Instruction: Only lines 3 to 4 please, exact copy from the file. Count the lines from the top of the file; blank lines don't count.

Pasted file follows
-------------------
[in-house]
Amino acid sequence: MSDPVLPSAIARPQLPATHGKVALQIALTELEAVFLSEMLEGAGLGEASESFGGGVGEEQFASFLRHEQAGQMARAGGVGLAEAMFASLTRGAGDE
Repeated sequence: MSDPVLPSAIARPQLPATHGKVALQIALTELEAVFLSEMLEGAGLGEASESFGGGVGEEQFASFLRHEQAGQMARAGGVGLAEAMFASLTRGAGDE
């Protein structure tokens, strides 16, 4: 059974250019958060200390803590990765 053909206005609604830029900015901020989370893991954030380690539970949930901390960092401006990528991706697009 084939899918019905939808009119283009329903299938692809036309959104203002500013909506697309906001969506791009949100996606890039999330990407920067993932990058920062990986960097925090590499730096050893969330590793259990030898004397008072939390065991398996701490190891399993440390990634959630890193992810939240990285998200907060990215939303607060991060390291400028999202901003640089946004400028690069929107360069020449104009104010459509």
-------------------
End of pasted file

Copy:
Repeated sequence: MSDPVLPSAIARPQLPATHGKVALQIALTELEAVFLSEMLEGAGLGEASESFGGGVGEEQFASFLRHEQAGQMARAGGVGLAEAMFASLTRGAGDE
């Protein structure tokens, strides 16, 4: 059974250019958060200390803590990765 053909206005609604830029900015901020989370893991954030380690539970949930901390960092401006990528991706697009 084939899918019905939808009119283009329903299938692809036309959104203002500013909506697309906001969506791009949100996606890039999330990407920067993932990058920062990986960097925090590499730096050893969330590793259990030898004397008072939390065991398996701490190891399993440390990634959630890193992810939240990285998200907060990215939303607060991060390291400028999202901003640089946004400028690069929107360069020449104009104010459509």